Joksimovic developed a simulation model that can help policy makers to estimate the consequences of various toll charges. The model predicts, where, when and how much toll must be charged for the desired policy outcomes, such as reducing the total travel time of all travellers or maximising the toll incomes (revenues). Based on a toll value entered, the model iteratively calculates the impacts on road congestion and the total toll incomes and searches for an optimal composition of the toll charge.
The model contains a number of variables. For example, it takes into account the different characteristics of travellers. People who want to be at a preferred destination by a given time are more inclined to pay more during rush hours than people who want to travel as cheaply as possible and are flexible with respect to their arrival time. A flexible toll charging system in which car drivers must pay more at peak times than off-peak times leads to less traffic jams, but also maximum toll incomes.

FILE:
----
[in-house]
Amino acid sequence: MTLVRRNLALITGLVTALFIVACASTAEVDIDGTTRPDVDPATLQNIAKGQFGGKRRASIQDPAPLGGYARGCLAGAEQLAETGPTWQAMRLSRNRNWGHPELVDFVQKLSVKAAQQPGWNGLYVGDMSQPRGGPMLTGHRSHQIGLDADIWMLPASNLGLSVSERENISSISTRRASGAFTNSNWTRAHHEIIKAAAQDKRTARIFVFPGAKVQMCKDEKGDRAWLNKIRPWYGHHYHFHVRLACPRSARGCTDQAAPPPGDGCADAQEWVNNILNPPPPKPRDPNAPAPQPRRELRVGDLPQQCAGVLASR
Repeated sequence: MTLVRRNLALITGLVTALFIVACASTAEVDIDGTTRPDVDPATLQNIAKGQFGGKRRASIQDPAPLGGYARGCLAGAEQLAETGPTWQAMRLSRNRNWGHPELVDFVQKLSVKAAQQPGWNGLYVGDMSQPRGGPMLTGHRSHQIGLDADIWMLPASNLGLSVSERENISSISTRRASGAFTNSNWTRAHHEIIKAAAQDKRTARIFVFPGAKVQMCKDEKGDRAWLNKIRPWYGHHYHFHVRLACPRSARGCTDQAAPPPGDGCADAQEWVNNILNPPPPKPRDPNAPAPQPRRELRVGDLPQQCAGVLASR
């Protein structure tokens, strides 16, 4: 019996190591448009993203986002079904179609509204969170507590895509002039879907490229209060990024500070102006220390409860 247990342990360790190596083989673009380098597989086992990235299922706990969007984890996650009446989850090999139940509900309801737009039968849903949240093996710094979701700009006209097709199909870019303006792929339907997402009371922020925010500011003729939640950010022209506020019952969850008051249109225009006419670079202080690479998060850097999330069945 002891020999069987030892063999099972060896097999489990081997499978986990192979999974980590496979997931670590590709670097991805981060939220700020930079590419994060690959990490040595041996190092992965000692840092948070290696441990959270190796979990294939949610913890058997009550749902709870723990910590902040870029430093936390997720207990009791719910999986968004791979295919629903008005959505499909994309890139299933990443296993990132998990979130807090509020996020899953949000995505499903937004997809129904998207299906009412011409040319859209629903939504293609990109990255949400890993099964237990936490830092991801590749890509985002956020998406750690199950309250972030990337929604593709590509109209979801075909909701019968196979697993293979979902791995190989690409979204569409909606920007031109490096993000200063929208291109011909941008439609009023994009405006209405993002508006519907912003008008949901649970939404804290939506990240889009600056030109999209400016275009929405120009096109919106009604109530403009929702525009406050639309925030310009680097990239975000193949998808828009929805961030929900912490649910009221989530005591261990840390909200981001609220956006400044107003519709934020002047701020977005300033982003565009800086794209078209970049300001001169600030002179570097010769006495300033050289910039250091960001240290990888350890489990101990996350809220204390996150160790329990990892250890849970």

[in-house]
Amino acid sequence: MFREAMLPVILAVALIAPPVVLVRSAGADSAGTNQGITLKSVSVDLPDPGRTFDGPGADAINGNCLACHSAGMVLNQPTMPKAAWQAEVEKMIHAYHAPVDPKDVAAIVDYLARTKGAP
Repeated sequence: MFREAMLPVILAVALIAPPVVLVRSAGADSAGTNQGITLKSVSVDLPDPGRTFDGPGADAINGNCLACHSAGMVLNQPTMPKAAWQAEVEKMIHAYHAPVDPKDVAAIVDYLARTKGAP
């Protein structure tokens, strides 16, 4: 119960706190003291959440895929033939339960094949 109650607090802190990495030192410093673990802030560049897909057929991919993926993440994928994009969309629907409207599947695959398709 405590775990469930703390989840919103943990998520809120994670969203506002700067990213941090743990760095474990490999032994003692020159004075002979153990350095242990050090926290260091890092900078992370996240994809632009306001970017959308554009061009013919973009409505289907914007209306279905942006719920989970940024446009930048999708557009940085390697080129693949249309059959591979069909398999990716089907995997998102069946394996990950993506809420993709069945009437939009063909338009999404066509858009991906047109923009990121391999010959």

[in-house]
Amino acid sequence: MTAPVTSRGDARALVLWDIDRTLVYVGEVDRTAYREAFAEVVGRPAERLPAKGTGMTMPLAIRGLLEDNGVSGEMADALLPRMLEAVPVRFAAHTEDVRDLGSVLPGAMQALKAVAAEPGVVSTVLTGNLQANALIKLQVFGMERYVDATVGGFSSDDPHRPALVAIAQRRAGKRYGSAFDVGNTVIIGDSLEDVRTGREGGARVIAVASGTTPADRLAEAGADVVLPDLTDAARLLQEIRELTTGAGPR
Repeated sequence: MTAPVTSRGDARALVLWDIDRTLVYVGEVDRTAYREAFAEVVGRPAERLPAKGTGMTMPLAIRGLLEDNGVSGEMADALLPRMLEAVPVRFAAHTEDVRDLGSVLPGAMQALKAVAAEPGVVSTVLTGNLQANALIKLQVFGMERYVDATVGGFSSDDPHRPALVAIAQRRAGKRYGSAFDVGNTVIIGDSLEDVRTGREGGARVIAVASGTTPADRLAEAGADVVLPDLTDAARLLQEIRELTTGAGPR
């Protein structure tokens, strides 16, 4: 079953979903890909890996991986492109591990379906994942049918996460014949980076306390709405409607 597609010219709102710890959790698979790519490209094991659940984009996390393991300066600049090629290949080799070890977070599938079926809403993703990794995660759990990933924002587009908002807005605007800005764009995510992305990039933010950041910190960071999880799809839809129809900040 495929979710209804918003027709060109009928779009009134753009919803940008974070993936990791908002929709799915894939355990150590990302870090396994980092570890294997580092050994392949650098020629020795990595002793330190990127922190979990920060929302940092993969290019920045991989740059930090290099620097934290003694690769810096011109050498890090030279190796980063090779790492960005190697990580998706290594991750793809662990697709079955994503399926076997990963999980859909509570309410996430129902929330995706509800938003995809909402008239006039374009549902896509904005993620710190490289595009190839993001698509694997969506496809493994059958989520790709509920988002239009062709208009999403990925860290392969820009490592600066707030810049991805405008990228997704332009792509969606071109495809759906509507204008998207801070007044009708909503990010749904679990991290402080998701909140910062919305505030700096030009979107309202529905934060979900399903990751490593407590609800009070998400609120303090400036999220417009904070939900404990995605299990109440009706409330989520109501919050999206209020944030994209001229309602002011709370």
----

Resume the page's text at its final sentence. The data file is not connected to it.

Various factors play a role in the problem of toll charges: the government wants to minimise both the total travel time of all travellers and harmful environmental effects whilst at the same time maximising toll incomes to pay, for example, for roadworks. Individual motorists mainly want to make their journeys as quick and cheap as possible. These considerations lead to a complex decision model in which the various variables are dependent on each other. The instrument that Joksimovic developed during her doctoral research can provide policy makers with a quicker insight into the outcomes of policy measures.